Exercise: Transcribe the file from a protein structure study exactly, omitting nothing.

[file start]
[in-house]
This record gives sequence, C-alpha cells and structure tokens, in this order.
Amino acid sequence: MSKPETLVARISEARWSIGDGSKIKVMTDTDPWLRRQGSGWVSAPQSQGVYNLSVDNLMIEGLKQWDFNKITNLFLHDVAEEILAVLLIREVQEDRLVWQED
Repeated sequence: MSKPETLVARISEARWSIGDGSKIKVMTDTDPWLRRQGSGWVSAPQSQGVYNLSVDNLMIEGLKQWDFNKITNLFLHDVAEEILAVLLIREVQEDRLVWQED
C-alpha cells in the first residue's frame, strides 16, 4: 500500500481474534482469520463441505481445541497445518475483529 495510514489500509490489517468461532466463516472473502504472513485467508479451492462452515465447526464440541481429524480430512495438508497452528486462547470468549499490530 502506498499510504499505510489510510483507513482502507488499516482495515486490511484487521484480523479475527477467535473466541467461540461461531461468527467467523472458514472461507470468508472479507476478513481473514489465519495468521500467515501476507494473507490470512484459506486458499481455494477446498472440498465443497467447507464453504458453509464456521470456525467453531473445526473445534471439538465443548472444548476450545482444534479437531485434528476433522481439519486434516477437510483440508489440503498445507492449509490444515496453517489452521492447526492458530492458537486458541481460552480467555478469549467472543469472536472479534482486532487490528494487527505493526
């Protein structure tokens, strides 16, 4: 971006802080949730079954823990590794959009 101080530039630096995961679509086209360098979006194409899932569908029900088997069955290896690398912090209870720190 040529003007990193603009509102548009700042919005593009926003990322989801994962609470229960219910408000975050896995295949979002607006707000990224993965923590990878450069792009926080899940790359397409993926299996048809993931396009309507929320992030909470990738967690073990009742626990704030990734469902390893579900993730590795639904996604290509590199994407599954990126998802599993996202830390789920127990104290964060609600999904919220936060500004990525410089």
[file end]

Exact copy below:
[in-house]
This record gives sequence, C-alpha cells and structure tokens, in this order.
Amino acid sequence: MSKPETLVARISEARWSIGDGSKIKVMTDTDPWLRRQGSGWVSAPQSQGVYNLSVDNLMIEGLKQWDFNKITNLFLHDVAEEILAVLLIREVQEDRLVWQED
Repeated sequence: MSKPETLVARISEARWSIGDGSKIKVMTDTDPWLRRQGSGWVSAPQSQGVYNLSVDNLMIEGLKQWDFNKITNLFLHDVAEEILAVLLIREVQEDRLVWQED
C-alpha cells in the first residue's frame, strides 16, 4: 500500500481474534482469520463441505481445541497445518475483529 495510514489500509490489517468461532466463516472473502504472513485467508479451492462452515465447526464440541481429524480430512495438508497452528486462547470468549499490530 502506498499510504499505510489510510483507513482502507488499516482495515486490511484487521484480523479475527477467535473466541467461540461461531461468527467467523472458514472461507470468508472479507476478513481473514489465519495468521500467515501476507494473507490470512484459506486458499481455494477446498472440498465443497467447507464453504458453509464456521470456525467453531473445526473445534471439538465443548472444548476450545482444534479437531485434528476433522481439519486434516477437510483440508489440503498445507492449509490444515496453517489452521492447526492458530492458537486458541481460552480467555478469549467472543469472536472479534482486532487490528494487527505493526
């Protein structure tokens, strides 16, 4: 971006802080949730079954823990590794959009 101080530039630096995961679509086209360098979006194409899932569908029900088997069955290896690398912090209870720190 040529003007990193603009509102548009700042919005593009926003990322989801994962609470229960219910408000975050896995295949979002607006707000990224993965923590990878450069792009926080899940790359397409993926299996048809993931396009309507929320992030909470990738967690073990009742626990704030990734469902390893579900993730590795639904996604290509590199994407599954990126998802599993996202830390789920127990104290964060609600999904919220936060500004990525410089």